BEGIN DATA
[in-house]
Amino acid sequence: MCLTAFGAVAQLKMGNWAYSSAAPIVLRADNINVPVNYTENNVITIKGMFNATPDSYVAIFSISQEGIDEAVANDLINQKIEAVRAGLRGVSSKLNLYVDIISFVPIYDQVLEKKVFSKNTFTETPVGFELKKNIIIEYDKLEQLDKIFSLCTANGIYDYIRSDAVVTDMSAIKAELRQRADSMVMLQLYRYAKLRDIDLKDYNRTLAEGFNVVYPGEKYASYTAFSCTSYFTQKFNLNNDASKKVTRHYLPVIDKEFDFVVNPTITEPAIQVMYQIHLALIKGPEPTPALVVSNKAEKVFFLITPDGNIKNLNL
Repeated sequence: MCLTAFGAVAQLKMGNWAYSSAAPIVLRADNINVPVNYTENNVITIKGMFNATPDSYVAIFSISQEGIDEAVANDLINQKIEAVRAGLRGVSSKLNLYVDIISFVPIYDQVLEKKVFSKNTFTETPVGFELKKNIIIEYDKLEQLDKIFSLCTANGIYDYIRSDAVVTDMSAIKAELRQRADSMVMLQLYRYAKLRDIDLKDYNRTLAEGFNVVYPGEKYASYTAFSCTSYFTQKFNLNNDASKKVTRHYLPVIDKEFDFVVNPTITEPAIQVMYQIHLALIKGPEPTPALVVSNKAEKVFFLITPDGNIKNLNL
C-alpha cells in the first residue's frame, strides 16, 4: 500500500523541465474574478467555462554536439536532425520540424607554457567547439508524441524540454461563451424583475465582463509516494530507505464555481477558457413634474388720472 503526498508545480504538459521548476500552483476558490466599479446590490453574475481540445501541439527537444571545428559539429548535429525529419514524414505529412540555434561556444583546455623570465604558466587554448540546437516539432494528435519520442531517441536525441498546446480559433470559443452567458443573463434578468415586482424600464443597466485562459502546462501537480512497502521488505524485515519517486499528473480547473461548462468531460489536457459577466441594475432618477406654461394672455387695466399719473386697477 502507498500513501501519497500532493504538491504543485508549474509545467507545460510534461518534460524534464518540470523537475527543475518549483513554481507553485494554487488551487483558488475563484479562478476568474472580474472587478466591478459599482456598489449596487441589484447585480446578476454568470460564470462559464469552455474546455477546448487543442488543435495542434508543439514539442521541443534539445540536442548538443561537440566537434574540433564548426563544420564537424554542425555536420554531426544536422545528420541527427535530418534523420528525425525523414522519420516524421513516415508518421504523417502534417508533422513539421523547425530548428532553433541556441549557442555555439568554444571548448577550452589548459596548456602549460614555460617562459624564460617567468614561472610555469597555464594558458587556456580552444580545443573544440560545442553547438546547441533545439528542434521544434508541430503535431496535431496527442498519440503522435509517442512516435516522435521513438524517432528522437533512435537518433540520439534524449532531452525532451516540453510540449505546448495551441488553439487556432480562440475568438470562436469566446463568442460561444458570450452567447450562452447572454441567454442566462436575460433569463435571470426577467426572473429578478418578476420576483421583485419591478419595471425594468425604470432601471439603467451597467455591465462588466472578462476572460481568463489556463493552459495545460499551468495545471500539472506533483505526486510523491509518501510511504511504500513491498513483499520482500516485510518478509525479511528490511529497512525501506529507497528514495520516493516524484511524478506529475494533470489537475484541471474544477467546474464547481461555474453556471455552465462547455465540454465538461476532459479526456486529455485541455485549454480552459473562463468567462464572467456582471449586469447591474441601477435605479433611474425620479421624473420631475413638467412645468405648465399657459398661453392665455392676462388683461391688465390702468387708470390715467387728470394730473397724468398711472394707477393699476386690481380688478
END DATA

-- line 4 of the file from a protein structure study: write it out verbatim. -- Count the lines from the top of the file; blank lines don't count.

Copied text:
C-alpha cells in the first residue's frame, strides 16, 4: 500500500523541465474574478467555462554536439536532425520540424607554457567547439508524441524540454461563451424583475465582463509516494530507505464555481477558457413634474388720472 503526498508545480504538459521548476500552483476558490466599479446590490453574475481540445501541439527537444571545428559539429548535429525529419514524414505529412540555434561556444583546455623570465604558466587554448540546437516539432494528435519520442531517441536525441498546446480559433470559443452567458443573463434578468415586482424600464443597466485562459502546462501537480512497502521488505524485515519517486499528473480547473461548462468531460489536457459577466441594475432618477406654461394672455387695466399719473386697477 502507498500513501501519497500532493504538491504543485508549474509545467507545460510534461518534460524534464518540470523537475527543475518549483513554481507553485494554487488551487483558488475563484479562478476568474472580474472587478466591478459599482456598489449596487441589484447585480446578476454568470460564470462559464469552455474546455477546448487543442488543435495542434508543439514539442521541443534539445540536442548538443561537440566537434574540433564548426563544420564537424554542425555536420554531426544536422545528420541527427535530418534523420528525425525523414522519420516524421513516415508518421504523417502534417508533422513539421523547425530548428532553433541556441549557442555555439568554444571548448577550452589548459596548456602549460614555460617562459624564460617567468614561472610555469597555464594558458587556456580552444580545443573544440560545442553547438546547441533545439528542434521544434508541430503535431496535431496527442498519440503522435509517442512516435516522435521513438524517432528522437533512435537518433540520439534524449532531452525532451516540453510540449505546448495551441488553439487556432480562440475568438470562436469566446463568442460561444458570450452567447450562452447572454441567454442566462436575460433569463435571470426577467426572473429578478418578476420576483421583485419591478419595471425594468425604470432601471439603467451597467455591465462588466472578462476572460481568463489556463493552459495545460499551468495545471500539472506533483505526486510523491509518501510511504511504500513491498513483499520482500516485510518478509525479511528490511529497512525501506529507497528514495520516493516524484511524478506529475494533470489537475484541471474544477467546474464547481461555474453556471455552465462547455465540454465538461476532459479526456486529455485541455485549454480552459473562463468567462464572467456582471449586469447591474441601477435605479433611474425620479421624473420631475413638467412645468405648465399657459398661453392665455392676462388683461391688465390702468387708470390715467387728470394730473397724468398711472394707477393699476386690481380688478